New webapp based on the DSP method

Reading time ~2 minutes

Today was a very productive day. But something stood off, with a shiny feeling: a new tool for bioanthropologists is on the making.

That’s it folks. Osteomics is releasing a new app today, on one of the 4 basic pillars of Forensic Anthropology, one that we hadn’t explored yet: sex diagnosis. It is based on a famous article by Murail et al. (2005) that has probably the method with best balance between applicability and overall accuracy for sex estimation in osteology. Basically, we’ve implemented a new interface onto the same algorithm (that has been rewritten in R). Which is now, by the way, way faster than the original DSP Excell-based software.

It allows a case-by-case input, very useful if you are in the field, with your mobile phone or tablet, so you can access it and estimate sex right away. If you are doing more intensive laboratory work, it also has a population input mode through .csv tables upload, and it can calculate literally thousands of cases and generate an output of results in less than a second. Currently it is solely limited by internet access. This means, that contrary to DSP original version it is not Windows-exclusive, neither Excell-dependent!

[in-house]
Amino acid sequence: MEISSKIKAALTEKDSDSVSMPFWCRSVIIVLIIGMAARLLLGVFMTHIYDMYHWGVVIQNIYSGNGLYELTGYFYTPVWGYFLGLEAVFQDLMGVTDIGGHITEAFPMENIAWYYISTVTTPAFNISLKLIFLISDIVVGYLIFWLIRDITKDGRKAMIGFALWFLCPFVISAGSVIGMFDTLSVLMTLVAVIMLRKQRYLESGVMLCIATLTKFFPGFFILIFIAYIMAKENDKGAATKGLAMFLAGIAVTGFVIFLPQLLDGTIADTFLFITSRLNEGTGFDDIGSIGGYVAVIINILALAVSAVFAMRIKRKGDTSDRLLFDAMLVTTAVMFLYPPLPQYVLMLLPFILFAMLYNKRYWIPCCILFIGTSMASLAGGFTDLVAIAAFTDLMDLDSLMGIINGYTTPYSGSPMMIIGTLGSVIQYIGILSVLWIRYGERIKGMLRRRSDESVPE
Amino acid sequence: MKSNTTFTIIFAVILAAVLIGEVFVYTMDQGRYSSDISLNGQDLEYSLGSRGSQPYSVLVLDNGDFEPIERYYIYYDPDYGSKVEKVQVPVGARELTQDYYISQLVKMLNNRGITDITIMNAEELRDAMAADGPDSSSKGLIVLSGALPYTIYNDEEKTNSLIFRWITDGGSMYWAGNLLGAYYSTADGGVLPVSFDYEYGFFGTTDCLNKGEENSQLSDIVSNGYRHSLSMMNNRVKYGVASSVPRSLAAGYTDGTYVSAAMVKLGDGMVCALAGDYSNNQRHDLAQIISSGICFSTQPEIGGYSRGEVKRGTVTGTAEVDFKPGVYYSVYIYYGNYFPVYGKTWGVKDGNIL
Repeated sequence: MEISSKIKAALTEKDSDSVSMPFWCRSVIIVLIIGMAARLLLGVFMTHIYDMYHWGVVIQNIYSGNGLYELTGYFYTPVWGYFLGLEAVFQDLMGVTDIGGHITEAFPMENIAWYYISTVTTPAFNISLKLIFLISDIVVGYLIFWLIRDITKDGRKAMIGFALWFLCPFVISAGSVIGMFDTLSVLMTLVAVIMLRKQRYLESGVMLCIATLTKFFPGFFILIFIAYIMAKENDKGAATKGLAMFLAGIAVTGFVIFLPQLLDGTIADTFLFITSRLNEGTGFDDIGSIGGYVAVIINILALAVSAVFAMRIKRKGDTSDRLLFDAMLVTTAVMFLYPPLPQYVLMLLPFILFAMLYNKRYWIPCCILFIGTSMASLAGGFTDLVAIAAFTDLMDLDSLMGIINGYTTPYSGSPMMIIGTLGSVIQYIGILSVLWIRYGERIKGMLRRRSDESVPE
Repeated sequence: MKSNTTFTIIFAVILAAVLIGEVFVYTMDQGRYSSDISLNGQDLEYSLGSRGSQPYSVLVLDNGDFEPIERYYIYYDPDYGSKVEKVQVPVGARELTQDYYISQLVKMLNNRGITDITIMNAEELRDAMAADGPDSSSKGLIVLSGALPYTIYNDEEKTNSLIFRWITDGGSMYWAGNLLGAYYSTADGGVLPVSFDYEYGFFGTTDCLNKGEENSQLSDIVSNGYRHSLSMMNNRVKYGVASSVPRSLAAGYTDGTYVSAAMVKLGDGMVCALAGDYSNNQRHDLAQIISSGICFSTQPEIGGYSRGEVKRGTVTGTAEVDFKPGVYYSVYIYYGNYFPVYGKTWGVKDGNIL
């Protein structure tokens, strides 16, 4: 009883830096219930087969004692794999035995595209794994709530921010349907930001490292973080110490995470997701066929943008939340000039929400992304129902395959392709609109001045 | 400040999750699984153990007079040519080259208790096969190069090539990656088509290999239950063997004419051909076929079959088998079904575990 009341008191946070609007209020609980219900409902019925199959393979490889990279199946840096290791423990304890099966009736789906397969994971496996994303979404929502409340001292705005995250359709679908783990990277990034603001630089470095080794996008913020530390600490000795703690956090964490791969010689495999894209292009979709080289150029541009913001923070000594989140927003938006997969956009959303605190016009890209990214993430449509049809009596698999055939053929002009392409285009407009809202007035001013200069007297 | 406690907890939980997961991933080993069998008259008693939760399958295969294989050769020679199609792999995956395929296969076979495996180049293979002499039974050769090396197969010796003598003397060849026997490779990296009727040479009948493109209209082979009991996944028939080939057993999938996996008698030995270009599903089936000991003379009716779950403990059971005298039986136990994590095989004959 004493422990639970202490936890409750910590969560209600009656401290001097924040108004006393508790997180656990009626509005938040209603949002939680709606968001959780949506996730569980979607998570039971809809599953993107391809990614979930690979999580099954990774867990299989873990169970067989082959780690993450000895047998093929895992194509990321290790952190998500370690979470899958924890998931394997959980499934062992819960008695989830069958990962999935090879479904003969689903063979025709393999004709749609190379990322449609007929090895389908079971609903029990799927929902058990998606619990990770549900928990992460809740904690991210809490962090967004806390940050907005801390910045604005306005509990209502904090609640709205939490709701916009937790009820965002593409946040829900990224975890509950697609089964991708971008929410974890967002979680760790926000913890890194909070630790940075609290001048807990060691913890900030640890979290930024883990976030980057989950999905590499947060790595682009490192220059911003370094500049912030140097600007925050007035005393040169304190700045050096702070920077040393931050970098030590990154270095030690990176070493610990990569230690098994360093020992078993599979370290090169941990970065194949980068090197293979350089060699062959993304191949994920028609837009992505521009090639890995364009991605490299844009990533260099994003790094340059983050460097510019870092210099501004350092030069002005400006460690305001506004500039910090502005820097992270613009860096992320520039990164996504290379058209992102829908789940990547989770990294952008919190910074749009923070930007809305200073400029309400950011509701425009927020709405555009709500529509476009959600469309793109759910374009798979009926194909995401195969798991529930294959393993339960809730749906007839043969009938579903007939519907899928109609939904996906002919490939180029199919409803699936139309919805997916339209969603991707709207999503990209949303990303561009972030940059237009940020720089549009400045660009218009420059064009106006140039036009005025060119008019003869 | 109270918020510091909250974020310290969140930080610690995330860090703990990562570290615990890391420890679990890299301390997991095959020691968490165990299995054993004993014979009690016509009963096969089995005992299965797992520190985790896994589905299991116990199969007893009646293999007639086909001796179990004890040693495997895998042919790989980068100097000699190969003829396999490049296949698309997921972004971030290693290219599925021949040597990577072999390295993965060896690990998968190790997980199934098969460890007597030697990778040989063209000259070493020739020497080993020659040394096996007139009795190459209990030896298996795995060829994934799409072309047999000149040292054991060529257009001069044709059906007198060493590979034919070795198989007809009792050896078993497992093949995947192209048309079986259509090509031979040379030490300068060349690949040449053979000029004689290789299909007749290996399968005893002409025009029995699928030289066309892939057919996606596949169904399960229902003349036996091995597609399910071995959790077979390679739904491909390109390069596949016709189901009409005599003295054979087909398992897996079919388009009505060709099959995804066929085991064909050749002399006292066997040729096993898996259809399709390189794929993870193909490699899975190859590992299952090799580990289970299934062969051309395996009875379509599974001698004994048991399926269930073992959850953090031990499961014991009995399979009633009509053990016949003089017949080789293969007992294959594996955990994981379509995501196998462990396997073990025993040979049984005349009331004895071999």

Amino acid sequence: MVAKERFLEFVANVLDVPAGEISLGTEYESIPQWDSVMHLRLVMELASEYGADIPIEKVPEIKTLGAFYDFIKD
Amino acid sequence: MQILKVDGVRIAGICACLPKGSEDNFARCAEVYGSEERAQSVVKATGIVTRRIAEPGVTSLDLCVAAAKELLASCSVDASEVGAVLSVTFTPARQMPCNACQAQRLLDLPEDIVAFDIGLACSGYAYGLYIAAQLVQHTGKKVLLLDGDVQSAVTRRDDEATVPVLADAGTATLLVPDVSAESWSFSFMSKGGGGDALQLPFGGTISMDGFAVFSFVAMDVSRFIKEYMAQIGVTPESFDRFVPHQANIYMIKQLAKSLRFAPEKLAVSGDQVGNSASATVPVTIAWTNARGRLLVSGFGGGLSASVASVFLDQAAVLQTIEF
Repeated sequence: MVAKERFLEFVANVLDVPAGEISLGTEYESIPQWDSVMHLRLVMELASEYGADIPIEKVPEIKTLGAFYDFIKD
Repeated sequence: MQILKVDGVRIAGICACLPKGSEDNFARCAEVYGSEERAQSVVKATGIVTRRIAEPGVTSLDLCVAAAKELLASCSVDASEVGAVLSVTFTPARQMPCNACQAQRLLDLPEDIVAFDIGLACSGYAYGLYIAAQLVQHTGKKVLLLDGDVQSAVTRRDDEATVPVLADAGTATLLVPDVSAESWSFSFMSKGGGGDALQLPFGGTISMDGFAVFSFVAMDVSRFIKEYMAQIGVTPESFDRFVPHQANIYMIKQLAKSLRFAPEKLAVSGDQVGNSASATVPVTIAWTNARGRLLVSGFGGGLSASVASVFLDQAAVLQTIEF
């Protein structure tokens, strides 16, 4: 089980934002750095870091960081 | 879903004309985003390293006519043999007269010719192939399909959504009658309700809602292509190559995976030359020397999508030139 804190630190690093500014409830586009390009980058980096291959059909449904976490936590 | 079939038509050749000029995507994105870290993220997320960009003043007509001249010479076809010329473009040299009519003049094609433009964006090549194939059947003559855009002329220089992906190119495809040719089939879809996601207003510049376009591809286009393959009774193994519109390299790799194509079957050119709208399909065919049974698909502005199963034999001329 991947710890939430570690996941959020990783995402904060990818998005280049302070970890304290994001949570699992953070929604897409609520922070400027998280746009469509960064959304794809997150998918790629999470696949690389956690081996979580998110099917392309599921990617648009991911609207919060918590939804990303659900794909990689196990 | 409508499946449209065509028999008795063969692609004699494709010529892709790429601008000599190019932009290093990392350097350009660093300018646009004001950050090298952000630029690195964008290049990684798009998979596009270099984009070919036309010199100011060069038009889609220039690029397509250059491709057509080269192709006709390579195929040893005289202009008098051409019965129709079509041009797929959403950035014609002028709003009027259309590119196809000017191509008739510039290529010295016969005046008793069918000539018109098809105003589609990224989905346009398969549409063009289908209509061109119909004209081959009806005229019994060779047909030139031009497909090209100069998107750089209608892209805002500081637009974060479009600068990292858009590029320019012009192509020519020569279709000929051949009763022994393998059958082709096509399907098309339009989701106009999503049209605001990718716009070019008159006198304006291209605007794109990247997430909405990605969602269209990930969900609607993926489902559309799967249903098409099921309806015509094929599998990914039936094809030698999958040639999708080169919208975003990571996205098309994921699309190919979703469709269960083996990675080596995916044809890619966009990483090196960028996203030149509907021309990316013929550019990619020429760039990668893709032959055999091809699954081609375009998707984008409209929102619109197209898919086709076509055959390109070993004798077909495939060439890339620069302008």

Here is the link:

DSP: betteR, fasteR, strongeR!

Some print screens of DSP working in my iphone. The app allows you to do statistically significant sex estimations based on os coxae.

Since it is still on early stage (I will be adding a Manual with images tomorrow and other functionalities), I’d be very grateful if you guys tested it out, left any commentaries or try to crack it until you find some bugs for me to correct. After this starts to look as a final product, I will update it and add it to the Software section.



Murail P, Bruzek J, Houët F, Cunha E. 2005. DSP: A tool for probabilistic sex diagnosis using worldwide variability in hip-bone measurements. Bulletins et mémoires de la Societé d’Anthropologie de Paris, 17, (3-4), 167-176.


22-October-2015 ~ around 01 AM

  • Manual with descriptions and pictures added;
  • Example dataset that works as a template for users to insert their data correctly, was also added;
  • Limited the number of minimum variables to 4 as in the original version of the software;
  • Corrected a lot of small bugs (calculations crashed under certains circunstances);
  • Added a lot of explanation texts here and there, and corrected some typos.

It is pretty much a final product by now. Any suggestions?